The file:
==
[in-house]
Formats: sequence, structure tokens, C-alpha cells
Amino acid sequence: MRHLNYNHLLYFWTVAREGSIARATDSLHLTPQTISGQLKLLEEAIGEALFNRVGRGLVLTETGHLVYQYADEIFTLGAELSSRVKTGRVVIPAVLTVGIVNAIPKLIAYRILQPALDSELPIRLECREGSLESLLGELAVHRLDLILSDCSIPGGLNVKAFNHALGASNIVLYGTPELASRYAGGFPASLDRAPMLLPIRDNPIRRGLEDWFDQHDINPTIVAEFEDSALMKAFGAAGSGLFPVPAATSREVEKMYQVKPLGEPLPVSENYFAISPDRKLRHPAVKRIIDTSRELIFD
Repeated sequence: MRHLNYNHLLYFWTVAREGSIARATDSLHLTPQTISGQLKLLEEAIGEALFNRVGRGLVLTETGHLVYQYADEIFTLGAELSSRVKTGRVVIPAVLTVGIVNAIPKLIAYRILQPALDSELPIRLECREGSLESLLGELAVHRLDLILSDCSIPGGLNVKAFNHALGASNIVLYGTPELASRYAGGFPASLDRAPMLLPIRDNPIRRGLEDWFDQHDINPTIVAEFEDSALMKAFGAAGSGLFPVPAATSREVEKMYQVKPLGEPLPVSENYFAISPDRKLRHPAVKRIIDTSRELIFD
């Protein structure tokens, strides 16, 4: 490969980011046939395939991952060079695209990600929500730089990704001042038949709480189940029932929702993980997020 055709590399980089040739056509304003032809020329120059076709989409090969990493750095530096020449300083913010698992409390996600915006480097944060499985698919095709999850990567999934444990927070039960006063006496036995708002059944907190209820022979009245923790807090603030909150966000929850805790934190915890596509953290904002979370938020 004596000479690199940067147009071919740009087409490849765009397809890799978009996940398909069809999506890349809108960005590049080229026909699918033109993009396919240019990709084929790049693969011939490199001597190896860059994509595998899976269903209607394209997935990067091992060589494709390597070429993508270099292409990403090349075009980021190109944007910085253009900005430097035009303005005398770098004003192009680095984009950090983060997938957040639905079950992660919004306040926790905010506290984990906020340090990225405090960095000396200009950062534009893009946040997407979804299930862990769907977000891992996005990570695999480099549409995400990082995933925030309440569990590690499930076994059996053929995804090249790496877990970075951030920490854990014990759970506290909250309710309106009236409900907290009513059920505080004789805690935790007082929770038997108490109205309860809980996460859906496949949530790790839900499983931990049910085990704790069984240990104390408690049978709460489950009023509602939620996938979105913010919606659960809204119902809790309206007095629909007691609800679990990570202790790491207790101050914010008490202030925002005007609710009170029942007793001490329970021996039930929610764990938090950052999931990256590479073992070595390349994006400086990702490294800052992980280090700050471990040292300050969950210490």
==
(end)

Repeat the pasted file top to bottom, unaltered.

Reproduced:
[in-house]
Formats: sequence, structure tokens, C-alpha cells
Amino acid sequence: MRHLNYNHLLYFWTVAREGSIARATDSLHLTPQTISGQLKLLEEAIGEALFNRVGRGLVLTETGHLVYQYADEIFTLGAELSSRVKTGRVVIPAVLTVGIVNAIPKLIAYRILQPALDSELPIRLECREGSLESLLGELAVHRLDLILSDCSIPGGLNVKAFNHALGASNIVLYGTPELASRYAGGFPASLDRAPMLLPIRDNPIRRGLEDWFDQHDINPTIVAEFEDSALMKAFGAAGSGLFPVPAATSREVEKMYQVKPLGEPLPVSENYFAISPDRKLRHPAVKRIIDTSRELIFD
Repeated sequence: MRHLNYNHLLYFWTVAREGSIARATDSLHLTPQTISGQLKLLEEAIGEALFNRVGRGLVLTETGHLVYQYADEIFTLGAELSSRVKTGRVVIPAVLTVGIVNAIPKLIAYRILQPALDSELPIRLECREGSLESLLGELAVHRLDLILSDCSIPGGLNVKAFNHALGASNIVLYGTPELASRYAGGFPASLDRAPMLLPIRDNPIRRGLEDWFDQHDINPTIVAEFEDSALMKAFGAAGSGLFPVPAATSREVEKMYQVKPLGEPLPVSENYFAISPDRKLRHPAVKRIIDTSRELIFD
């Protein structure tokens, strides 16, 4: 490969980011046939395939991952060079695209990600929500730089990704001042038949709480189940029932929702993980997020 055709590399980089040739056509304003032809020329120059076709989409090969990493750095530096020449300083913010698992409390996600915006480097944060499985698919095709999850990567999934444990927070039960006063006496036995708002059944907190209820022979009245923790807090603030909150966000929850805790934190915890596509953290904002979370938020 004596000479690199940067147009071919740009087409490849765009397809890799978009996940398909069809999506890349809108960005590049080229026909699918033109993009396919240019990709084929790049693969011939490199001597190896860059994509595998899976269903209607394209997935990067091992060589494709390597070429993508270099292409990403090349075009980021190109944007910085253009900005430097035009303005005398770098004003192009680095984009950090983060997938957040639905079950992660919004306040926790905010506290984990906020340090990225405090960095000396200009950062534009893009946040997407979804299930862990769907977000891992996005990570695999480099549409995400990082995933925030309440569990590690499930076994059996053929995804090249790496877990970075951030920490854990014990759970506290909250309710309106009236409900907290009513059920505080004789805690935790007082929770038997108490109205309860809980996460859906496949949530790790839900499983931990049910085990704790069984240990104390408690049978709460489950009023509602939620996938979105913010919606659960809204119902809790309206007095629909007691609800679990990570202790790491207790101050914010008490202030925002005007609710009170029942007793001490329970021996039930929610764990938090950052999931990256590479073992070595390349994006400086990702490294800052992980280090700050471990040292300050969950210490």